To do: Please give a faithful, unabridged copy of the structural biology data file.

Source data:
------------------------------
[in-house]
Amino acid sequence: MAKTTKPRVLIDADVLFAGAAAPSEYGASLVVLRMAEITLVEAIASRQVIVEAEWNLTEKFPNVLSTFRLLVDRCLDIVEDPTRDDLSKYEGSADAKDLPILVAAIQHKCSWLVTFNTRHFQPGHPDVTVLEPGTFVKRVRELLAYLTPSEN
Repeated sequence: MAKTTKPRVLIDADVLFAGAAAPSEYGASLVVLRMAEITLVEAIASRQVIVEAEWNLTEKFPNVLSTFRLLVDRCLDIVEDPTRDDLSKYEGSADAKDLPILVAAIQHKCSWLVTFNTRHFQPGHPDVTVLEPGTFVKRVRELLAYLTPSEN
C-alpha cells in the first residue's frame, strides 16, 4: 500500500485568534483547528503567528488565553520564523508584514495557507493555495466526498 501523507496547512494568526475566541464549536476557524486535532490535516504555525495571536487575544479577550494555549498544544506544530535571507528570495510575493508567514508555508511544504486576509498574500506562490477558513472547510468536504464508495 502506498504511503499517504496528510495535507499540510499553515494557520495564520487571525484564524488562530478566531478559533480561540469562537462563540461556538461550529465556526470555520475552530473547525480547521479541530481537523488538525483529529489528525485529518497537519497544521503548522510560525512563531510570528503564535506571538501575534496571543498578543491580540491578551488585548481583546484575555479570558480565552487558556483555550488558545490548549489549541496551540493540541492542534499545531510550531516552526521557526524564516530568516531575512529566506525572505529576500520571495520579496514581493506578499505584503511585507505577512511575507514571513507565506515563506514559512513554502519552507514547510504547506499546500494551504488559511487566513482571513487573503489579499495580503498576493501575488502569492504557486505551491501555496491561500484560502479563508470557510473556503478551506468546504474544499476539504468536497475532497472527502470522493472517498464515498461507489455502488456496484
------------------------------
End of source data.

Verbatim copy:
[in-house]
Amino acid sequence: MAKTTKPRVLIDADVLFAGAAAPSEYGASLVVLRMAEITLVEAIASRQVIVEAEWNLTEKFPNVLSTFRLLVDRCLDIVEDPTRDDLSKYEGSADAKDLPILVAAIQHKCSWLVTFNTRHFQPGHPDVTVLEPGTFVKRVRELLAYLTPSEN
Repeated sequence: MAKTTKPRVLIDADVLFAGAAAPSEYGASLVVLRMAEITLVEAIASRQVIVEAEWNLTEKFPNVLSTFRLLVDRCLDIVEDPTRDDLSKYEGSADAKDLPILVAAIQHKCSWLVTFNTRHFQPGHPDVTVLEPGTFVKRVRELLAYLTPSEN
C-alpha cells in the first residue's frame, strides 16, 4: 500500500485568534483547528503567528488565553520564523508584514495557507493555495466526498 501523507496547512494568526475566541464549536476557524486535532490535516504555525495571536487575544479577550494555549498544544506544530535571507528570495510575493508567514508555508511544504486576509498574500506562490477558513472547510468536504464508495 502506498504511503499517504496528510495535507499540510499553515494557520495564520487571525484564524488562530478566531478559533480561540469562537462563540461556538461550529465556526470555520475552530473547525480547521479541530481537523488538525483529529489528525485529518497537519497544521503548522510560525512563531510570528503564535506571538501575534496571543498578543491580540491578551488585548481583546484575555479570558480565552487558556483555550488558545490548549489549541496551540493540541492542534499545531510550531516552526521557526524564516530568516531575512529566506525572505529576500520571495520579496514581493506578499505584503511585507505577512511575507514571513507565506515563506514559512513554502519552507514547510504547506499546500494551504488559511487566513482571513487573503489579499495580503498576493501575488502569492504557486505551491501555496491561500484560502479563508470557510473556503478551506468546504474544499476539504468536497475532497472527502470522493472517498464515498461507489455502488456496484